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Before contact, Europeans had very poor diets. Most people were farmers and grew wheat and vegetables and raised cows and sheep to eat. They rarely washed themselves, and had many diseases because they often let their animals live with them.

Continue reading at: An Indigenous History of North America

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The deeper history behind the Association of American Railroads’ support of Dollar General in the U.S. Supreme Court case Dollar General v. Mississippi Band of Choctaw Indians.

The deeper issue, however, is whether tribal nation courts should have jurisdiction in civil tort and contract claims involving non-Indians on Indian lands. If the company is successful in overturning tribal civil jurisdiction, leading historians and legal experts say that the potential long-term impact could affect nearly every aspect of tribal life in America.

As Indian country awaits the outcome, Dollar General has laid bare a history of corporate greed, wholesale Native uprooting and empire building reaching back some 150 years—involving, of all things, the railroad industry.

Read more at http://indiancountrytodaymedianetwork.com/2016/04/14/dollar-general-railroading-tribes-164143

The situation of lead-contaminated water in Flint, Michigan, is fundamentally about human rights, a group of United Nations experts today said, urging the United States to protect the rights of children and others who are most at risk from pollution and toxic chemicals.

“No parent should have to endure the mental torment that will haunt parents in Flint, and no child should be denied the right to enjoy the highest attainable standard of physical and mental health,” said the experts, whose expertise include hazardous wastes, health, water and sanitation, indigenous peoples, minorities, and racism.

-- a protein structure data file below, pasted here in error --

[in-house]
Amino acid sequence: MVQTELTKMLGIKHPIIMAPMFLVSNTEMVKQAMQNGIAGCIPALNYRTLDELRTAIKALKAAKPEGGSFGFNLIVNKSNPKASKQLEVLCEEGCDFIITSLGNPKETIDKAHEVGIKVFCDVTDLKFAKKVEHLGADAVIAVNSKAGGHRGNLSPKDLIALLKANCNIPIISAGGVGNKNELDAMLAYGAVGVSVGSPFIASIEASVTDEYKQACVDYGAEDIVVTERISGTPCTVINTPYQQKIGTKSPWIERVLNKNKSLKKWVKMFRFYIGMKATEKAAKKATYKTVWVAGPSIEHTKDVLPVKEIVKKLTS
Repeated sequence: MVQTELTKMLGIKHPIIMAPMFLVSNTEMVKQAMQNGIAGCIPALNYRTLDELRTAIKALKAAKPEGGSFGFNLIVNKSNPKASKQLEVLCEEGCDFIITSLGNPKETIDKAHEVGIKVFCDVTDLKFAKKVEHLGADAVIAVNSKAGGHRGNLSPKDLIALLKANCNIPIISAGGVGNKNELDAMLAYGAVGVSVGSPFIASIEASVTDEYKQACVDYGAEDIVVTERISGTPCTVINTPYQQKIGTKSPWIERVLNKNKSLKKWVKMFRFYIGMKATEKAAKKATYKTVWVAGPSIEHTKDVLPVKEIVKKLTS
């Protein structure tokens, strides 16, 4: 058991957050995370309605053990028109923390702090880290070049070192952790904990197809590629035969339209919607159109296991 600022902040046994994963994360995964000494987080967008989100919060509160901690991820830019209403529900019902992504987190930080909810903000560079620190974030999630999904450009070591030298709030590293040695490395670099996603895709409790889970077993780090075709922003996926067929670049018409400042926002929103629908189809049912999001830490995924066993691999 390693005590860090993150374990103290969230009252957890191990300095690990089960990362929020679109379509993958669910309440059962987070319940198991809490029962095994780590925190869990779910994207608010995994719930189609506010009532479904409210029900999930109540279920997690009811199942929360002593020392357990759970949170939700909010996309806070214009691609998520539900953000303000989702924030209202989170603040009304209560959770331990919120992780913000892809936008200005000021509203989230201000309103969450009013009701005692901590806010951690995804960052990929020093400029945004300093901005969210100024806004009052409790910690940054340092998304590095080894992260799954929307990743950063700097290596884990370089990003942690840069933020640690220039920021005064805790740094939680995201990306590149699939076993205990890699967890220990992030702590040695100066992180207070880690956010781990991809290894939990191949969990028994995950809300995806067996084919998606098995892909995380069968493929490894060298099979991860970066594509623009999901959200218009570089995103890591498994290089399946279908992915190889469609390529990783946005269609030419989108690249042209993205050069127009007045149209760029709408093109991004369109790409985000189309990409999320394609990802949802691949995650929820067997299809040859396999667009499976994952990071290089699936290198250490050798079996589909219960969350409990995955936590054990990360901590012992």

Read on at: United Nations News Centre – UN human rights experts urge US to increase efforts to address water contamination


The top United Nations human rights official today urged United States authorities to proceed with great caution in their legal efforts to break the encryption on an iPhone linked to the investigation into the mass killings in San Bernardino, California, saying the case could have broader implications for digital security and human rights.

Read on at: United Nations News Centre – Authorities in Apple-FBI case ‘risk unlocking Pandora’s Box’ – UN human rights chief


Today’s blog post comes via Viva Woman, a Singapore beauty blog with a focus on natural skin care and holistic living. This post is specifically about beauty products, but some of the points apply to organic and other health foods, too. One additional point I’d add to the list of reasons to buy from specialty stores: support local economies.

Source: Why Buy Green Beauty Cosmetics From Specialty Stores


The American Association for the Advancement of Science discussed climate change and drought’s effects on Southwestern tribes.

The snowpack in the Sierra Nevada was at its lowest in 500 years during 2015, and that is bad news for tribes farther south of the mountain range that straddles California and Nevada.

Southwestern tribes were the focus of a recent symposium at the annual meeting of the American Association for the Advancement of Science (AAAS) in Washington D.C., with climate change, drought and water-distribution inequities at the fore.

“American Indian tribal communities who reside near the terminus of the Truckee-Carson River system in northern Nevada are especially vulnerable to declining water supplies,” the AAAS said in a statement summing up the meeting, which was held in mid-February. “In a region with such a fragile water system, uncertainty about the future of traditional life ways, hunting, fishing, and farming looms large.”

Read more at http://indiancountrytodaymedianetwork.com/2016/02/29/tribes-and-researchers-study-climate-using-science-and-traditional-knowledge-163574

 

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